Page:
It was a bit unnerving to see that the road was passing over the top of the collapsing area though! Also, judging by the red barrier, a motorcyclist or similar had obviously gone through the road fence and down the huge drop off the side! I found the whole area pretty unsettling and was glad to leave – I was also frozen to the bone by this time…
We were glad to get back into the car and drive back up over the pass. On the way down the other side, the sun was now so low it was shining through the spiky grass and the fence wire and turning them into a golden sheen. Although it was pretty good to the eyes, neither my manual film camera, nor Richard’s ‘point-and-shoot’ digital made a good job of the photo. I’ll put them both in so you can see the difference though – the digital one is the second one which looks to have auto-averaged out the light and made it pretty bland. Mine is either under-exposed or more contrast than the camera/film could handle – not sure which – click on it for full resolution though…
We then headed off to the pub at Hardraw which is the entrance to Hardraw Force – the pub has to be passed through as they collect a fee of £2 to visit the fall. We paid our money and set off along the track, expecting a spectacular fall and a nice walk. As soon as we passed around the corner, there was the fall – already – and it didn’t look very spectacular to me! Its main claim to fame is that it is apparently the highest single-drop waterfall in England, having a 100 foot uninterrupted drop.
After we’d taken quite a few photos, me having to just put my camera down onto its lowest settings (so I should have used a tripod but don’t have one) as the light-meter said there was no discernible light at all, we noticed there was a path on the other side of the river. Richard said all the bridges to it were closed off. We decided, however, that as we’d paid £2 for the privilege of such a short walk and a non-spectacular fall, we’d go off on a little exploration/trespass.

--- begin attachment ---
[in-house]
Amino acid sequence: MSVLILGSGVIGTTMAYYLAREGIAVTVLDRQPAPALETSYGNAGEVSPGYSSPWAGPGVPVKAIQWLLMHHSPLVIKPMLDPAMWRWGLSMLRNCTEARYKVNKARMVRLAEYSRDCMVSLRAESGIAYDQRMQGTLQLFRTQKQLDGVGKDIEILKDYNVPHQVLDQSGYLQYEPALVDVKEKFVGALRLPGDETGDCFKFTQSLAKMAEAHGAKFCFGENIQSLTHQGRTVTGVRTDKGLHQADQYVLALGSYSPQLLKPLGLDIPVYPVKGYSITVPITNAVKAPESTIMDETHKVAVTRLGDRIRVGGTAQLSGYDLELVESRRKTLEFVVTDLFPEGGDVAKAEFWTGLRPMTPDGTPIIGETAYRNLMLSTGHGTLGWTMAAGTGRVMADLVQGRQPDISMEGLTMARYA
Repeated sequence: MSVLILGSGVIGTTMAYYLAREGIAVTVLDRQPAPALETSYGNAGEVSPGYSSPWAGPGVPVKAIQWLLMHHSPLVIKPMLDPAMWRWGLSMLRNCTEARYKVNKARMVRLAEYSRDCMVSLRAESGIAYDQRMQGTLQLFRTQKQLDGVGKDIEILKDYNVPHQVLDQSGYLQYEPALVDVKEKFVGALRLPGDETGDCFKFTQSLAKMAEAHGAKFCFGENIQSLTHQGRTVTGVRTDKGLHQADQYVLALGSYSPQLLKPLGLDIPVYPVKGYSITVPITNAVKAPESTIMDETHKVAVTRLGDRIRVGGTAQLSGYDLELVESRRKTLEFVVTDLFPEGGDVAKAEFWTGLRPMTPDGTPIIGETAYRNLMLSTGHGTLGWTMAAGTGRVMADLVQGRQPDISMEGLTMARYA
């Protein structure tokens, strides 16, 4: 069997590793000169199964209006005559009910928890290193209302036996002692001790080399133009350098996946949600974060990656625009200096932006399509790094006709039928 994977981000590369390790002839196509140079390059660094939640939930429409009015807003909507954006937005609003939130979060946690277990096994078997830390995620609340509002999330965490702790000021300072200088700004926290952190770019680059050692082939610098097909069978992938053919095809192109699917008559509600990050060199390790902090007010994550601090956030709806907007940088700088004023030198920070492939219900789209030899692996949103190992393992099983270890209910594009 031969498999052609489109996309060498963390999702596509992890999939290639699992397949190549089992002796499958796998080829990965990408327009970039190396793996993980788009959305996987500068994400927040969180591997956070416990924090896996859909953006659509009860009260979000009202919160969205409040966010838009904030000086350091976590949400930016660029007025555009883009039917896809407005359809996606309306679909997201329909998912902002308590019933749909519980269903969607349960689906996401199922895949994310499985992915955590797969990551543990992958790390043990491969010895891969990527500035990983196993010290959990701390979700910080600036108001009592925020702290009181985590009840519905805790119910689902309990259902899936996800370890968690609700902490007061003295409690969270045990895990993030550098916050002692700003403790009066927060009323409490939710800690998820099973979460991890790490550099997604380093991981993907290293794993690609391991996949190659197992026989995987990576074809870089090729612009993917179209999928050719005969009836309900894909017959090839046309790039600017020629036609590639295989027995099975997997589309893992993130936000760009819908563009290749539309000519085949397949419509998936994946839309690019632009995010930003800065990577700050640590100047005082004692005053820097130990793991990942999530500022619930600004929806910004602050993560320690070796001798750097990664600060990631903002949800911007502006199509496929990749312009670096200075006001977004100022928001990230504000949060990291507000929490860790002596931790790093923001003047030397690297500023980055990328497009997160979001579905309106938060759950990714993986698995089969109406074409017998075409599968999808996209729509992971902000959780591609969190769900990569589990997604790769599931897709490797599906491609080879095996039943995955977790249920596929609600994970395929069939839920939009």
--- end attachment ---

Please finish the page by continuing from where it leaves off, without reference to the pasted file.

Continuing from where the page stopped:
We headed back to the first bridge and side-stepped all the keep out and danger notices and barriers and slithered over to the other bank. The bridge was lethal with moss and it was a good job there was a handrail or we’d have been flat on our bums!
The path went along the far bank and had, in several places, collapsed into the river – it was pretty low down at this point though so there was no real danger. At the end of the path I found an exciting looking set of very-collapsed steps up the steep side of the ravine and headed off up. It was pretty crumbly but there was enough rock embedded in the hillside to clamber our way up carefully – in places there were even rotting metal handrails – not attached to much mind!
We soon arrived at the top of the falls where I saw there were iron girders crossing the beck just near the top of the fall… I had to continue… Richard kept telling me off and reminding me I’d just had a year off due to multiple broken bones but I just ignored him. He refused to continue over the ‘bridge’ so unfortunately we had to find another route back.
We found that the original path had looped back away from the river at the top of the gorge so we followed that back. It was mossy, damp and slippery and, in places, the whole ravine side had tried to collapse but it wasn’t totally lethal – I think these things get closed more due to avoidance of being sued than real danger. We found another set of steps down to another bridge at the other end and these were still in good condition so we headed easily back to the pub for a drink and a warm just as darkness fell…
After our drink we headed back via Horton-in-Ribblesdale to home via our final two pubs. However, on that very afternoon, however, while we were pub-crawling and trespassing, a couple were doing this!